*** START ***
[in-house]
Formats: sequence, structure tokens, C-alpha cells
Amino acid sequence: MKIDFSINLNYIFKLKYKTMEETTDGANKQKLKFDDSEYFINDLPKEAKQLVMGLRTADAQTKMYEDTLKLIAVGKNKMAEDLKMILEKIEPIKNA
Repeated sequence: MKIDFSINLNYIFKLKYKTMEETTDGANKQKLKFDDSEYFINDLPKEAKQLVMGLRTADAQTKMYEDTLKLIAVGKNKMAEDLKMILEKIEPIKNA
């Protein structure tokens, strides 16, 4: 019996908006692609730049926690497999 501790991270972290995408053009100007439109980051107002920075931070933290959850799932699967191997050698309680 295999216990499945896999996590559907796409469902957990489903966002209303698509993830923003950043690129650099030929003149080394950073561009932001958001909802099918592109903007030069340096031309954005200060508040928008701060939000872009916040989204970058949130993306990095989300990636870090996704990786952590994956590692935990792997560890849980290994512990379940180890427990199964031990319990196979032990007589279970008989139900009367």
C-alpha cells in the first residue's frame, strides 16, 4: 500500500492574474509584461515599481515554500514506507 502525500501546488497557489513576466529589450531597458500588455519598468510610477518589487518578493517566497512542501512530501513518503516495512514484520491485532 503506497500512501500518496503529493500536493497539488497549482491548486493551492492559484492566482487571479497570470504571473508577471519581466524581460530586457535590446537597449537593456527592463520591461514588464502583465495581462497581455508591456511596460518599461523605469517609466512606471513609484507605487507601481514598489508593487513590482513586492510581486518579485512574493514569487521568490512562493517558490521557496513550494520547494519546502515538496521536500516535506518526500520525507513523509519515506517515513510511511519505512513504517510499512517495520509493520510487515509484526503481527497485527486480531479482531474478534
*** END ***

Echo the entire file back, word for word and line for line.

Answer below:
[in-house]
Formats: sequence, structure tokens, C-alpha cells
Amino acid sequence: MKIDFSINLNYIFKLKYKTMEETTDGANKQKLKFDDSEYFINDLPKEAKQLVMGLRTADAQTKMYEDTLKLIAVGKNKMAEDLKMILEKIEPIKNA
Repeated sequence: MKIDFSINLNYIFKLKYKTMEETTDGANKQKLKFDDSEYFINDLPKEAKQLVMGLRTADAQTKMYEDTLKLIAVGKNKMAEDLKMILEKIEPIKNA
């Protein structure tokens, strides 16, 4: 019996908006692609730049926690497999 501790991270972290995408053009100007439109980051107002920075931070933290959850799932699967191997050698309680 295999216990499945896999996590559907796409469902957990489903966002209303698509993830923003950043690129650099030929003149080394950073561009932001958001909802099918592109903007030069340096031309954005200060508040928008701060939000872009916040989204970058949130993306990095989300990636870090996704990786952590994956590692935990792997560890849980290994512990379940180890427990199964031990319990196979032990007589279970008989139900009367």
C-alpha cells in the first residue's frame, strides 16, 4: 500500500492574474509584461515599481515554500514506507 502525500501546488497557489513576466529589450531597458500588455519598468510610477518589487518578493517566497512542501512530501513518503516495512514484520491485532 503506497500512501500518496503529493500536493497539488497549482491548486493551492492559484492566482487571479497570470504571473508577471519581466524581460530586457535590446537597449537593456527592463520591461514588464502583465495581462497581455508591456511596460518599461523605469517609466512606471513609484507605487507601481514598489508593487513590482513586492510581486518579485512574493514569487521568490512562493517558490521557496513550494520547494519546502515538496521536500516535506518526500520525507513523509519515506517515513510511511519505512513504517510499512517495520509493520510487515509484526503481527497485527486480531479482531474478534